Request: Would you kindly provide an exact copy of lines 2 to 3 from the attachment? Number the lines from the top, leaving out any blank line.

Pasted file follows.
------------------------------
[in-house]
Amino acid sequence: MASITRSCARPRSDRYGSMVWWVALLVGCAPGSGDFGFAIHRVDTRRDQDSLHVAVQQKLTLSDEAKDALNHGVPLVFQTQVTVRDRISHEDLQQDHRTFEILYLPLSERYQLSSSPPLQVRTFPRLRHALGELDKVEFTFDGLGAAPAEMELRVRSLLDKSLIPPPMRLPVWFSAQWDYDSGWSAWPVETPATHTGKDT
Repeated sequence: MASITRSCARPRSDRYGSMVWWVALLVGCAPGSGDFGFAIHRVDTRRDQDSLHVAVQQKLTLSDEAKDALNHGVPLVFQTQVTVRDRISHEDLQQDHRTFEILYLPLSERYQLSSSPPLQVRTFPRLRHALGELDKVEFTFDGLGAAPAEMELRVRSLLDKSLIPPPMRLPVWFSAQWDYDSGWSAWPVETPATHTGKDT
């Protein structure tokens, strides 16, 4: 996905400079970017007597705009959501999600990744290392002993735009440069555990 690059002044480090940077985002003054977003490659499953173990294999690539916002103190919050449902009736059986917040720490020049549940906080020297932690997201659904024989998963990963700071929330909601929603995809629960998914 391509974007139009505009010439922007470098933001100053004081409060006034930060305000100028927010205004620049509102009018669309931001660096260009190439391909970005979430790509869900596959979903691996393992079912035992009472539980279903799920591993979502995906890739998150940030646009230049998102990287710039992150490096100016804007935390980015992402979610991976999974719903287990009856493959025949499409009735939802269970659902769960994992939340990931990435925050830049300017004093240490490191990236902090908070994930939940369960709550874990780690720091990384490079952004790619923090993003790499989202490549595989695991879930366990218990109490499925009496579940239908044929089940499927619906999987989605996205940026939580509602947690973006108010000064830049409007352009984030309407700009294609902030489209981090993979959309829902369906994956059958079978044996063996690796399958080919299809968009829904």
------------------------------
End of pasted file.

Amino acid sequence: MASITRSCARPRSDRYGSMVWWVALLVGCAPGSGDFGFAIHRVDTRRDQDSLHVAVQQKLTLSDEAKDALNHGVPLVFQTQVTVRDRISHEDLQQDHRTFEILYLPLSERYQLSSSPPLQVRTFPRLRHALGELDKVEFTFDGLGAAPAEMELRVRSLLDKSLIPPPMRLPVWFSAQWDYDSGWSAWPVETPATHTGKDT
Repeated sequence: MASITRSCARPRSDRYGSMVWWVALLVGCAPGSGDFGFAIHRVDTRRDQDSLHVAVQQKLTLSDEAKDALNHGVPLVFQTQVTVRDRISHEDLQQDHRTFEILYLPLSERYQLSSSPPLQVRTFPRLRHALGELDKVEFTFDGLGAAPAEMELRVRSLLDKSLIPPPMRLPVWFSAQWDYDSGWSAWPVETPATHTGKDT